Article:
As one of the more prolific open-source contributors to Apache Pulsar, StreamNative was excited to lead the recent efforts to release Pulsar 3.0. And it is now available for StreamNative Cloud customers to test out on new clusters or upgrade existing clusters.
What We’ve Learned from Operating Pulsar at Scale
Many of the improvements in Pulsar 3.0 allow teams to run Pulsar faster and more reliably at scale. A large part of StreamNative’s contribution came from the input and feedback we’ve learned from our customers - many of which are teams pushing Pulsar to new limits and use cases - as well as our own experience managing more Pulsar clusters than any organization in the world.
A Big Milestone for the Community…
Pulsar 3.0 signifies the growth evolution of the Apache Pulsar project has made over the last few years.
- The community is getting bigger! Over 140 contributors submitted about 1500 commits to the Pulsar 3.0 release, which is the largest contribution yet for a project that is fast becoming one of the biggest open-source projects.
- It includes support for LTS which delivers the predictability and stability that larger enterprise teams need to deliver a stable and reliable messaging and streaming service.
What's new in Pulsar 3.0
This release improves the performance and stability for teams operating Pulsar at scale as well as making it more stable (and predictable) for powering messaging and data streaming services for mission critical use cases.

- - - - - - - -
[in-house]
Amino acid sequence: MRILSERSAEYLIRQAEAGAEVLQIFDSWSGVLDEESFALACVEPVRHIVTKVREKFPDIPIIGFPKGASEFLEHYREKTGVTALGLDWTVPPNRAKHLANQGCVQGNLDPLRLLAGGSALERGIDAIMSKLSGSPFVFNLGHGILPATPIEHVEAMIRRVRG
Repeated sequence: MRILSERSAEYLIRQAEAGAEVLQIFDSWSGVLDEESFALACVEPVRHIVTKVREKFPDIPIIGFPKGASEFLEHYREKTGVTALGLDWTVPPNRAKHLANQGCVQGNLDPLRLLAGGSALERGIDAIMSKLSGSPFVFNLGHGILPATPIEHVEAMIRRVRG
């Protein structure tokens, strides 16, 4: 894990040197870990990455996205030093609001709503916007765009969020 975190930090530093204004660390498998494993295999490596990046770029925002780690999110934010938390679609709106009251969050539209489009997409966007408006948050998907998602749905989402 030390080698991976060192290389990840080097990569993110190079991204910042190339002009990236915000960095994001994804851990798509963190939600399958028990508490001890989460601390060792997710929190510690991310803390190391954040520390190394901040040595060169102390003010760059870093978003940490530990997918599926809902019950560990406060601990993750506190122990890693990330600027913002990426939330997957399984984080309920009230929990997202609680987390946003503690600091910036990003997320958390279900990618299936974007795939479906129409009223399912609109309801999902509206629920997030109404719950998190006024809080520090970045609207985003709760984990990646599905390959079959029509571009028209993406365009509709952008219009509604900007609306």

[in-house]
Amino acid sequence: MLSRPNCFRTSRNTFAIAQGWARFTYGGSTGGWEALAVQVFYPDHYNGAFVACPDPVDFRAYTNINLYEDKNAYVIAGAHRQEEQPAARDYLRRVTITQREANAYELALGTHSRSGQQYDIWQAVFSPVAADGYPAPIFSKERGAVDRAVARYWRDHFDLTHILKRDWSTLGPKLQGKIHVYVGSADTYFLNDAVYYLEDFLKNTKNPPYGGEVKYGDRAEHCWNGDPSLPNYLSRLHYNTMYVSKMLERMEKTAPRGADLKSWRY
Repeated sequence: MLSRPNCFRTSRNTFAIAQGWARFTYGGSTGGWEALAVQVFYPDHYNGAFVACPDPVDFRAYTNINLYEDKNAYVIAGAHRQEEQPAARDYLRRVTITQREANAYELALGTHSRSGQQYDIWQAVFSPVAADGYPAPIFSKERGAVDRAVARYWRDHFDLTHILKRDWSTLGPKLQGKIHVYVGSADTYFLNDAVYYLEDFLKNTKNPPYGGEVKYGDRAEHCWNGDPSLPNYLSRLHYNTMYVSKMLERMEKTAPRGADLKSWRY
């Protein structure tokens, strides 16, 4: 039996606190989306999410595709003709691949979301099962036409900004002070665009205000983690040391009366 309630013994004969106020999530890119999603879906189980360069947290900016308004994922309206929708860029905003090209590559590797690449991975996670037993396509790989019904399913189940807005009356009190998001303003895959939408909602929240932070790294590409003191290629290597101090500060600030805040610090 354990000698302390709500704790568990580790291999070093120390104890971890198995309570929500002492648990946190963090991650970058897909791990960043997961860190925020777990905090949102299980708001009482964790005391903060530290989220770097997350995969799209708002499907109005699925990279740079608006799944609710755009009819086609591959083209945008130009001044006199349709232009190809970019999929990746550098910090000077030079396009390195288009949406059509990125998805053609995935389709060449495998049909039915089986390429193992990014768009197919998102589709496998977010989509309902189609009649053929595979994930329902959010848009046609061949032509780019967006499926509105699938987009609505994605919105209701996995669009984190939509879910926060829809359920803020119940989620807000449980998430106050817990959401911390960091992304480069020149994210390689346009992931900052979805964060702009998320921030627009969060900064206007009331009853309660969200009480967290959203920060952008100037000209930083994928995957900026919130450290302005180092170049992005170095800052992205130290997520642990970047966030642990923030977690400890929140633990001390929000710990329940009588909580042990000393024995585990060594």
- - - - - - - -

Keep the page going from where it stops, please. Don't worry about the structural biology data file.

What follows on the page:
Here are a few highlights of whats included in 3.0. You can get the full list in the official announcement.
Introducing LTS for Pulsar:
As the Pulsar community has matured, more companies are adopting Pulsar for mission critical workloads and want to minimize the risk around version upgrades in production.
3.0 is the first version that introduces long term support and the community has committed to releasing long term versions with feature releases between them, allowing teams who want a more stable release to use versions 3.0.x, while those seeking new features can use versions 3.x.
For risk-adverse teams running Pulsar for mission critical workloads, this will allow them to run the last ‘stable’ major release and upgrade less frequently.
For those of us who are contributing to building Pulsar, it enables the balance between moving fast and introducing exciting new features while balancing the need for stable releases for the many mission critical use cases that it supports.
This brings two main benefits to teams with organization wide implementations of Pulsar:
Stability in production:
Previously, a new Pulsar version was available every 3-4 months and teams were forced to upgrade to the next version to take advantage of needed bug fixes and security patches, while risking the introduction of new features and functionality into their production environments.